Anger management style moderates effects of attention strategy during acute pain induction on physiological responses to subsequent mental stress and recovery: a comparison of chronic pain patients and healthy nonpatients.

Burns JW, Quartana PJ, Bruehl S
Psychosom Med. 2009 71 (4): 454-62

PMID: 19251875 · PMCID: PMC4180112 · DOI:10.1097/PSY.0b013e318199d97f

OBJECTIVES - To examine whether high trait anger-out chronic low back (CLBP) patients would show exceptionally large symptom-specific lower paraspinal (LP) responses, compared with healthy nonpatients, during pain induction, a subsequent mental stressor, and recovery when they were urged to suppress awareness of pain and suffering.

METHODS - CLBP patients (n = 93) and nonpatients (n = 105) were assigned randomly to one of four attention strategy conditions for use during pain induction: sensory-focus, distraction, suppression, or control. All participants underwent a cold pressor, and then performed mental arithmetic. They completed the anger-out (AOS) and anger-in (AIS) subscales of the Anger Expression Inventory.

RESULTS - General Linear Model procedures were used to test Attention Strategy Condition x Patient/Nonpatient Status x AOS (or AIS) x Period interactions for physiological indices. Significant interactions were found such that: a) high trait anger-out patients in the Suppression condition seemed to show the greatest LP reactivity during the mental arithmetic followed by the slowest recovery compared with other conditions; b) high trait anger-out patients and nonpatients in the Suppression condition seemed to show the slowest systolic blood pressure recoveries compared with other conditions.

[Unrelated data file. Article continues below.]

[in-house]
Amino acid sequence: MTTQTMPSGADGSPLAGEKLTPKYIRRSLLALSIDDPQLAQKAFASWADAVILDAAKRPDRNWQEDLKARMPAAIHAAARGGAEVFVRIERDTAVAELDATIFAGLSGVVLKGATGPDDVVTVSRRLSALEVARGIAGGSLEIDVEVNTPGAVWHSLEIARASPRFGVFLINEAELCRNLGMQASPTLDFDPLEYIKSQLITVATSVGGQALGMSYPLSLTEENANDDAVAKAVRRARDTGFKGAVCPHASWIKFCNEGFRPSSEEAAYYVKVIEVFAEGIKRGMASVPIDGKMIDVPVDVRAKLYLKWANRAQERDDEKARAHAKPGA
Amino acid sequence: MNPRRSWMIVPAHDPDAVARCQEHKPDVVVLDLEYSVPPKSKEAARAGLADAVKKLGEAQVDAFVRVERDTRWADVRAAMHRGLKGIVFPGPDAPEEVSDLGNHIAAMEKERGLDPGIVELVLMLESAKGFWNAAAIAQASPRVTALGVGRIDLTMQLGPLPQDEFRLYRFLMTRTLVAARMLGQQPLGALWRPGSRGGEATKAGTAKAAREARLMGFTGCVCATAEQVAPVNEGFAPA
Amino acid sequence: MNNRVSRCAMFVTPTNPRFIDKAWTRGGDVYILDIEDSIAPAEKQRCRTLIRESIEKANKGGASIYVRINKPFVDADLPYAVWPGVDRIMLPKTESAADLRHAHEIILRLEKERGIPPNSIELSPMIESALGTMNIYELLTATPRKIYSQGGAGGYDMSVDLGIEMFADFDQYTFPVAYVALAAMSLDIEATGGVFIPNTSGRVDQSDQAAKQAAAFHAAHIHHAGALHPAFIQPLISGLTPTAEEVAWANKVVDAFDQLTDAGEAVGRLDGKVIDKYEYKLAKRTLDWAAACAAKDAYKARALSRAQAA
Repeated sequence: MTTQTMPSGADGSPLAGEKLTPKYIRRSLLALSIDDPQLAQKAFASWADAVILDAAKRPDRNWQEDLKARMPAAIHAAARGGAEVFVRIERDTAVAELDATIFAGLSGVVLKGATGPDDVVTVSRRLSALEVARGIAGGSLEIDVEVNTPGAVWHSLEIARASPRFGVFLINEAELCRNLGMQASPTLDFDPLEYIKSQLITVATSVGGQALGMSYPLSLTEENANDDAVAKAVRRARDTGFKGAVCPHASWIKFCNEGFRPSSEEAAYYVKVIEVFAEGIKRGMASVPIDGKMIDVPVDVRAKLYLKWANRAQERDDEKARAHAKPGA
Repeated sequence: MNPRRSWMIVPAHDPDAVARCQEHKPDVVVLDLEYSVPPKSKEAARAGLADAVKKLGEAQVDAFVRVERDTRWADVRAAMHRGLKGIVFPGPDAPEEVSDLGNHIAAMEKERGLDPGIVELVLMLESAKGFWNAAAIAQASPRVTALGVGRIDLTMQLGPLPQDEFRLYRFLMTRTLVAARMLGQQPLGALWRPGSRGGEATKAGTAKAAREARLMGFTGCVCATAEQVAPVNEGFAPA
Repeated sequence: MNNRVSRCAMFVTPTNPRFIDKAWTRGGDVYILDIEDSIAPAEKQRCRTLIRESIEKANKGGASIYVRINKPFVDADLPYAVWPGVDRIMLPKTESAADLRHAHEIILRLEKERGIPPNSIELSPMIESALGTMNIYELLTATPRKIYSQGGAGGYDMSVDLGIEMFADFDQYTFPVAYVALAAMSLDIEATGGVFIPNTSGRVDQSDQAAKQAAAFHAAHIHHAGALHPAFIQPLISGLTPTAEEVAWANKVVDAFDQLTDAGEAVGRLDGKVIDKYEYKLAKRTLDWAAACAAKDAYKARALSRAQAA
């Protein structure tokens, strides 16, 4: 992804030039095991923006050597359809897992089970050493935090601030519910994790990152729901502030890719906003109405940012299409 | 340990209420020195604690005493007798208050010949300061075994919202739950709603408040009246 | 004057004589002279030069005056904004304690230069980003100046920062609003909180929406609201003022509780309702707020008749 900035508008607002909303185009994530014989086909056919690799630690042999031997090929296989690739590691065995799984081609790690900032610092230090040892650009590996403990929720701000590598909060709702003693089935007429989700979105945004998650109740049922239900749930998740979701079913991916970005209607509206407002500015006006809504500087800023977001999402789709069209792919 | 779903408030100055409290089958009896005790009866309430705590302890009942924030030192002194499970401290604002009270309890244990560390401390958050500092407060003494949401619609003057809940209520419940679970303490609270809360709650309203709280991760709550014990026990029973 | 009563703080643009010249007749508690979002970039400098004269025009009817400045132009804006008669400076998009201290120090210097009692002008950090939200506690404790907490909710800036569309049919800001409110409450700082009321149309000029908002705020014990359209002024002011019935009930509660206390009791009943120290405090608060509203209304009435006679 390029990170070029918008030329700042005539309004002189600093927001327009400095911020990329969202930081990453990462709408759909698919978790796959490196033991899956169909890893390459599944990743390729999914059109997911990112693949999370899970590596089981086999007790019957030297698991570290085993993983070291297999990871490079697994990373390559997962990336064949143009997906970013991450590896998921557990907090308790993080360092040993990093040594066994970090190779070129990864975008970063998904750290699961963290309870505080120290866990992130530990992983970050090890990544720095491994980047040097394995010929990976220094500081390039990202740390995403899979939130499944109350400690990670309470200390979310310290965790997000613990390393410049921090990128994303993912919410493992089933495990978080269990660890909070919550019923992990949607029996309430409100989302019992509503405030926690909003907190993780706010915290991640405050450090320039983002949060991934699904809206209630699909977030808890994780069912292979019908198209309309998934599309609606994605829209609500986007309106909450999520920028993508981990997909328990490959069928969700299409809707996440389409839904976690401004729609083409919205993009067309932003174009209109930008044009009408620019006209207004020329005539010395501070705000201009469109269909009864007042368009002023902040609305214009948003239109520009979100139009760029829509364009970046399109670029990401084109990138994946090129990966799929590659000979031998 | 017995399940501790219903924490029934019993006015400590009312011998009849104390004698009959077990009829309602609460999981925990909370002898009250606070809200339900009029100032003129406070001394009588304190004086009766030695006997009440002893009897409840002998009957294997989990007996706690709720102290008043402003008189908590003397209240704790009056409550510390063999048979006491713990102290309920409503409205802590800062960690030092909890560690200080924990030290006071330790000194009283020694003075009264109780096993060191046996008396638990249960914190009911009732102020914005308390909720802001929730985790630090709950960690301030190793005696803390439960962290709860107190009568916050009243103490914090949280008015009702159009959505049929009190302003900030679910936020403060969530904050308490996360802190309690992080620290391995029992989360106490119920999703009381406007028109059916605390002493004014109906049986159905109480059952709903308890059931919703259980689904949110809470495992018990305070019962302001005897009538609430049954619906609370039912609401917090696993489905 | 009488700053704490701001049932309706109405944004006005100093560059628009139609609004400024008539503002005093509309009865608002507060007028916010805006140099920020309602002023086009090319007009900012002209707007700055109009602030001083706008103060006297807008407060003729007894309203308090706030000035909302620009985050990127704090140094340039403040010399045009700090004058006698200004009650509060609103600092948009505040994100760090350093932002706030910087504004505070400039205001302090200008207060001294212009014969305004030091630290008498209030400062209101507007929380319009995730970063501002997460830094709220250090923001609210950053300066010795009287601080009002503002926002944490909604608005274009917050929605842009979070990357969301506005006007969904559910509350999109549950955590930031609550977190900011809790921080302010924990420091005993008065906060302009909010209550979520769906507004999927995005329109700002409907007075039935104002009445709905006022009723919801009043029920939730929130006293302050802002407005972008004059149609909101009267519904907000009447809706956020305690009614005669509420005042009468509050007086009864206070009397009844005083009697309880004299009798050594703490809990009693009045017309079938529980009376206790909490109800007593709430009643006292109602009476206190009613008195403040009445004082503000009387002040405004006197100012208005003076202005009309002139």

CONCLUSIONS - Results extend previous work by suggesting that an anger-out style moderates effects of how attention is allocated during pain on responses to and recovery from a subsequent mental stressor. Results provide further evidence that trait anger-out and trait anger-in among CLBP patients are associated with increased LP muscle tension during and after pain and mental stress.

MeSH Terms (19)

Acute Disease Adaptation, Psychological Adult Anger Attention Chronic Disease Cold Temperature Female Hemodynamics Humans Inhibition (Psychology) Low Back Pain Male Mathematics Middle Aged Muscle Contraction Pain Personality Inventory Stress, Psychological

Connections (1)

This publication is referenced by other Labnodes entities:

Links